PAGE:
Rather than new year’s resolutions, I pick themes. They provide enough direction to keep me on track, but enough space for the year to evolve. Past themes included: Service, Community, and Culture. (Webster’s actually called culture the word of the year!)
This word comes up for me a lot, and I believe it may even replace the word Innovation. It’s all about going through a world of distractions and choices and focusing only on what’s of high value. What’s interesting is as I look back on the year, I would say it was a different theme. The theme was actually “Letting Go.”
It started off in a very professional sense. In 2013 I was paid a lot to tell companies what to do. I would go in, evaluate their cultures, tell them what they’re doing wrong and how to fix it. And it was humbling to see that most of them would do nothing with the information. I was totally disheartened.
Then I started working with my long time friend and mentor, Dan Mezick. He helped me realize that no one likes being told what to do. And when it comes to culture change, people check out when they’re given mandates and directives. But they get really engaged when they feel like they’re co-creators of the larger story.
He showed me the way of Open Space Technology, a meeting format that allows a group to determine what they’re passionate and take action on what comes up. We teamed up and went to Intuit (below), using Open Agile Adoption – it combines open space with cultural rites of passage to help a group through a transition. The result was an extremely high level of engagement and participation. And we didn’t have to be “gurus” or “experts.” We’re just the people who set up the game for the group’s true wisdom to emerge.
After doing this for small companies to multi-nationals, I told my old boss and friend, Zappos CEO Tony Hsieh. First we held an open space for the Las Vegas Downtown project. It was so effective that some called it the most productive three hours they ever spent at the company. Others were in tears as they bonded with people they never had a connection with before. It worked so well that Tony used the model at the Zappos all-hands meeting with 2000 people.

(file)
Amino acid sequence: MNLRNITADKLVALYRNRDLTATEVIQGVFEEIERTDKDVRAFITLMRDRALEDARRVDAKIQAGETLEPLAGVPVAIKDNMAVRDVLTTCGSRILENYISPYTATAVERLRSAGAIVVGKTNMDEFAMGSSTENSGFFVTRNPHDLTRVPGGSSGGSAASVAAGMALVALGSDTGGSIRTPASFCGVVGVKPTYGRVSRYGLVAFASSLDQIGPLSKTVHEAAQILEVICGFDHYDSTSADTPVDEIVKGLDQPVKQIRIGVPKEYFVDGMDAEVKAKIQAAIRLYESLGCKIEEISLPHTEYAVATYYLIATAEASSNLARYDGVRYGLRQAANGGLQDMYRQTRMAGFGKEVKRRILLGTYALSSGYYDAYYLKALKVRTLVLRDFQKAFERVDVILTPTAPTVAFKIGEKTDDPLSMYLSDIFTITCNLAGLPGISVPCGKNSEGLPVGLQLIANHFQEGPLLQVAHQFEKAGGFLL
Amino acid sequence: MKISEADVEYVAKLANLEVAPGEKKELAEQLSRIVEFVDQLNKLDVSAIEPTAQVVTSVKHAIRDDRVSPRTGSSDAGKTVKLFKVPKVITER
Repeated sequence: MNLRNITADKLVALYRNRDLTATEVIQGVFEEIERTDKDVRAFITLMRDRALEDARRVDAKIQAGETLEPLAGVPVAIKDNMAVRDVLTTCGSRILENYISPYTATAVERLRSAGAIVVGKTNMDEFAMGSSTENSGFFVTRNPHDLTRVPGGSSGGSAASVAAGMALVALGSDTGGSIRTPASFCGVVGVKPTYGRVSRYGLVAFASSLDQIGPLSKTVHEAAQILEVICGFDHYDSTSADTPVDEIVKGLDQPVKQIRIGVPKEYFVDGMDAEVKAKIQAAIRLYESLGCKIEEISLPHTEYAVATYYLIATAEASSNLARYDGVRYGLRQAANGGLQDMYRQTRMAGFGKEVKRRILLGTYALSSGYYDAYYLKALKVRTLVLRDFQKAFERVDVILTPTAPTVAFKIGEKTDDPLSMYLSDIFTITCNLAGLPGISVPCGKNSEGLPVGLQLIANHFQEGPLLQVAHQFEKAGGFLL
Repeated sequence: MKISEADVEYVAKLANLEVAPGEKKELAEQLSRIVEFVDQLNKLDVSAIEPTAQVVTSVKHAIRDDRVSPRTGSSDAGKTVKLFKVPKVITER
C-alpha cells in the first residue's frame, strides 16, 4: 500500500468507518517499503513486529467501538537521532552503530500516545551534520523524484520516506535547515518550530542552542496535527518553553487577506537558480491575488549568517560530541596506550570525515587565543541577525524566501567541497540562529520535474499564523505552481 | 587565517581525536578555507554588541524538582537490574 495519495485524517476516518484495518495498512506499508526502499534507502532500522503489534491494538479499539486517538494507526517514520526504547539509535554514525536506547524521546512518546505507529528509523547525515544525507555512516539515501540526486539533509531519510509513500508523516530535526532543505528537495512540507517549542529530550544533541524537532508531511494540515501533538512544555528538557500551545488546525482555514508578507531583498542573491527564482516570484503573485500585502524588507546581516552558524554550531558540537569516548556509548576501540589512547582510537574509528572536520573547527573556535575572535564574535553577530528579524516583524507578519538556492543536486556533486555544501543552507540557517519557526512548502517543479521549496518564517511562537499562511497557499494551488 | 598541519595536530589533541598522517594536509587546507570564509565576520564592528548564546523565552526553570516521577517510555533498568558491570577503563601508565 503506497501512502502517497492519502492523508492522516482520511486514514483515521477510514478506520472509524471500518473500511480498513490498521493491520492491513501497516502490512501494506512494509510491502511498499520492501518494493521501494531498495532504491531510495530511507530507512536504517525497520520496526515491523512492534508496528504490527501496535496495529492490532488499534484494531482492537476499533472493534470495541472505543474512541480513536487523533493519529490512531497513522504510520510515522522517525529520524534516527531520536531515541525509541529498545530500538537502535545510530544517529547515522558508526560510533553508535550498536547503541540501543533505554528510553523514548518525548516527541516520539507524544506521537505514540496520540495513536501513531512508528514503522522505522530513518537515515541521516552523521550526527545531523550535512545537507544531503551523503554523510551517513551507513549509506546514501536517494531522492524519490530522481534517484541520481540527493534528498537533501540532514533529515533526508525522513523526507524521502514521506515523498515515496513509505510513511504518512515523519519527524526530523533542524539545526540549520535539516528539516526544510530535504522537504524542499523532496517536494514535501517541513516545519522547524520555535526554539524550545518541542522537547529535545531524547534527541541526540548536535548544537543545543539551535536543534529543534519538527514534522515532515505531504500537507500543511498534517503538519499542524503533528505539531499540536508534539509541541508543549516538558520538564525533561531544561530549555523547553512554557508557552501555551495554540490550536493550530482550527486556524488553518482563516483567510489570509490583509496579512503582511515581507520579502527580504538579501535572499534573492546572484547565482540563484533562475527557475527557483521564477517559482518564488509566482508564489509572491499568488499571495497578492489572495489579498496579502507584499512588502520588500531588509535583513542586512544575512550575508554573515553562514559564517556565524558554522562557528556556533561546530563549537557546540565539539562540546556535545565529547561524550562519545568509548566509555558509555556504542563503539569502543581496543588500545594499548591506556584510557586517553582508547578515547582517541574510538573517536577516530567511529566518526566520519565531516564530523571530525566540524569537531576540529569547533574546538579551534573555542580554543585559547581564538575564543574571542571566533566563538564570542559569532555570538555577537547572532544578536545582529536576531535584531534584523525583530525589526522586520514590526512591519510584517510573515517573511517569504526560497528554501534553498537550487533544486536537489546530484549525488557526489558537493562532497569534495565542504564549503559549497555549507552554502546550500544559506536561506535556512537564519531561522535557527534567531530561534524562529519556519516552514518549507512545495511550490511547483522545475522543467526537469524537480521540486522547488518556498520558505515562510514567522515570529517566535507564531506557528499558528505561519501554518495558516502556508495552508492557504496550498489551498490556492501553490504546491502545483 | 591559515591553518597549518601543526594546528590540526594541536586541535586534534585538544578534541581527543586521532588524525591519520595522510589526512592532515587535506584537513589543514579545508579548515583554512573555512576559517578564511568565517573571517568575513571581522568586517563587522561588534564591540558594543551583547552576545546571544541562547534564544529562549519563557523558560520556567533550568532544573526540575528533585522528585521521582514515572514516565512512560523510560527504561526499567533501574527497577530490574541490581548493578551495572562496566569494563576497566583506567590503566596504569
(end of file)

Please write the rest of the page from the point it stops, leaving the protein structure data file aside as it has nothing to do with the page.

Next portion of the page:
It was an honor to watch this all happen in what felt like my final farewell to both Zappos and Las Vegas entirely…
I came to Vegas after having lost it all in a business. And in a few short years I went from being in debt to having a wonderful career and this beautiful home. But it was clear I was ready to leave. I can do my job from anywhere so I wanted to be close to friends and family. So I sold my home (thankfully the market was up 50% from when I bought it). And in only a couple months I went down from this full house to just a pile of things:
Letting go of Vegas also included letting go of a relationship I wanted. I was dating a woman I was very into and I wanted to take it to the next level but she didn’t. While it was quite a disappointment, I was happy that she gave me feedback as to why. She said, “You’re always so serious. We never laugh and you don’t seem to have any fun.” She was right. I only focused on business and everything else I seemed to treat as if it were a business.